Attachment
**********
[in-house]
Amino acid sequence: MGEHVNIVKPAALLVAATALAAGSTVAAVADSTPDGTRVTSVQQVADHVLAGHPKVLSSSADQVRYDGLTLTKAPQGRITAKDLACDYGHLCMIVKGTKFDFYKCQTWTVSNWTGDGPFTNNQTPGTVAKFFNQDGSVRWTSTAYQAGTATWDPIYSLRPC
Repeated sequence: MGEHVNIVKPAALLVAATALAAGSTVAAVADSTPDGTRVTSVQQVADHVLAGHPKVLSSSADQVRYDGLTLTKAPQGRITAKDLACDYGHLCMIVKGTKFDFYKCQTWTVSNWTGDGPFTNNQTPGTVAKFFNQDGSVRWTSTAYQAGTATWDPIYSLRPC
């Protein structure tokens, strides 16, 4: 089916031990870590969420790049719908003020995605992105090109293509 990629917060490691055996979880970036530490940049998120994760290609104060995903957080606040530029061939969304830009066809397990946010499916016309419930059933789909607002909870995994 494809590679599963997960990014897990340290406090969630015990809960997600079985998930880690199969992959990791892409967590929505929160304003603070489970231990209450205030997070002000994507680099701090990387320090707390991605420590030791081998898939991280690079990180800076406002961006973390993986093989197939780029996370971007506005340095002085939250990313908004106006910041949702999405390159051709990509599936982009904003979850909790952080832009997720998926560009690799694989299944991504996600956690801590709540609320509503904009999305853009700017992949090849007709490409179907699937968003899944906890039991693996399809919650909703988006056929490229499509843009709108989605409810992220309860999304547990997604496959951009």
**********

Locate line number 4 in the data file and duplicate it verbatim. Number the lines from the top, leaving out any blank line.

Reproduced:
């Protein structure tokens, strides 16, 4: 089916031990870590969420790049719908003020995605992105090109293509 990629917060490691055996979880970036530490940049998120994760290609104060995903957080606040530029061939969304830009066809397990946010499916016309419930059933789909607002909870995994 494809590679599963997960990014897990340290406090969630015990809960997600079985998930880690199969992959990791892409967590929505929160304003603070489970231990209450205030997070002000994507680099701090990387320090707390991605420590030791081998898939991280690079990180800076406002961006973390993986093989197939780029996370971007506005340095002085939250990313908004106006910041949702999405390159051709990509599936982009904003979850909790952080832009997720998926560009690799694989299944991504996600956690801590709540609320509503904009999305853009700017992949090849007709490409179907699937968003899944906890039991693996399809919650909703988006056929490229499509843009709108989605409810992220309860999304547990997604496959951009």